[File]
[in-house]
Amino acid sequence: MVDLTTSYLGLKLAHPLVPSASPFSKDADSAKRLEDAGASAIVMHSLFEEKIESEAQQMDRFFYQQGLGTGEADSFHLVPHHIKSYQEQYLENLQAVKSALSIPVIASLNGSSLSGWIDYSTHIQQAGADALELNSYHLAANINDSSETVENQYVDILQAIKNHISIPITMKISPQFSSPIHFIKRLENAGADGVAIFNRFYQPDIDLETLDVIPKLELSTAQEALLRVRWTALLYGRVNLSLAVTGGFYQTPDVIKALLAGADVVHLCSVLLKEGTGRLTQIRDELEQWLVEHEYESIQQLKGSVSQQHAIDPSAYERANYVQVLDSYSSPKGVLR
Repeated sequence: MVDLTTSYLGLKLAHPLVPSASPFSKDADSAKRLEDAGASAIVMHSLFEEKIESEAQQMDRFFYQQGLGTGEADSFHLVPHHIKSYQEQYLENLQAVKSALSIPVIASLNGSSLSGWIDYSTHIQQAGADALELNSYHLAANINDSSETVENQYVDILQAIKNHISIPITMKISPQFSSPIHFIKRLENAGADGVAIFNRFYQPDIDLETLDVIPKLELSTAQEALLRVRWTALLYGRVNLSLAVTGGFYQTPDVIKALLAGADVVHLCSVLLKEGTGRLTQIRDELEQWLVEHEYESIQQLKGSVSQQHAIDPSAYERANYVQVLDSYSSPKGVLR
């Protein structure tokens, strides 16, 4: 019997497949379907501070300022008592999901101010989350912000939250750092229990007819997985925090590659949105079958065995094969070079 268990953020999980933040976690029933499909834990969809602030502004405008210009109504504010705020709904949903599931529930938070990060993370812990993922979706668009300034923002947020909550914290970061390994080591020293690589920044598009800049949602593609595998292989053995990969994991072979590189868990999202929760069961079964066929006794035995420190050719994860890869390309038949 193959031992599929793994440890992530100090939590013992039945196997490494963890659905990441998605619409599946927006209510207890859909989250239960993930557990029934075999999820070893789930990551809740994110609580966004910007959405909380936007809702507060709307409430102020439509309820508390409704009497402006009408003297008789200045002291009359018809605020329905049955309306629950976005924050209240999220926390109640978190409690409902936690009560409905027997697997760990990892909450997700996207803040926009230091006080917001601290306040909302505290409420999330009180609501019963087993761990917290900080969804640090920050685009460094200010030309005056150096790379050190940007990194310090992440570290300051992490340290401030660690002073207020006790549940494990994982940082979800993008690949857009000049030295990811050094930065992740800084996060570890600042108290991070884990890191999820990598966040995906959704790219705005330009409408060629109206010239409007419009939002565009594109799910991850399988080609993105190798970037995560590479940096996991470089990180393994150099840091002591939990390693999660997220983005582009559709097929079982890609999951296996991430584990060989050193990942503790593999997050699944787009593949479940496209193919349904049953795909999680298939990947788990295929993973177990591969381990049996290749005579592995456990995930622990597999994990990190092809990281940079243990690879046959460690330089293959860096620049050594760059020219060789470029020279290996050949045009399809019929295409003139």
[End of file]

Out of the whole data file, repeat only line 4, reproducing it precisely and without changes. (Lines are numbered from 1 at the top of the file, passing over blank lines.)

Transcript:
């Protein structure tokens, strides 16, 4: 019997497949379907501070300022008592999901101010989350912000939250750092229990007819997985925090590659949105079958065995094969070079 268990953020999980933040976690029933499909834990969809602030502004405008210009109504504010705020709904949903599931529930938070990060993370812990993922979706668009300034923002947020909550914290970061390994080591020293690589920044598009800049949602593609595998292989053995990969994991072979590189868990999202929760069961079964066929006794035995420190050719994860890869390309038949 193959031992599929793994440890992530100090939590013992039945196997490494963890659905990441998605619409599946927006209510207890859909989250239960993930557990029934075999999820070893789930990551809740994110609580966004910007959405909380936007809702507060709307409430102020439509309820508390409704009497402006009408003297008789200045002291009359018809605020329905049955309306629950976005924050209240999220926390109640978190409690409902936690009560409905027997697997760990990892909450997700996207803040926009230091006080917001601290306040909302505290409420999330009180609501019963087993761990917290900080969804640090920050685009460094200010030309005056150096790379050190940007990194310090992440570290300051992490340290401030660690002073207020006790549940494990994982940082979800993008690949857009000049030295990811050094930065992740800084996060570890600042108290991070884990890191999820990598966040995906959704790219705005330009409408060629109206010239409007419009939002565009594109799910991850399988080609993105190798970037995560590479940096996991470089990180393994150099840091002591939990390693999660997220983005582009559709097929079982890609999951296996991430584990060989050193990942503790593999997050699944787009593949479940496209193919349904049953795909999680298939990947788990295929993973177990591969381990049996290749005579592995456990995930622990597999994990990190092809990281940079243990690879046959460690330089293959860096620049050594760059020219060789470029020279290996050949045009399809019929295409003139």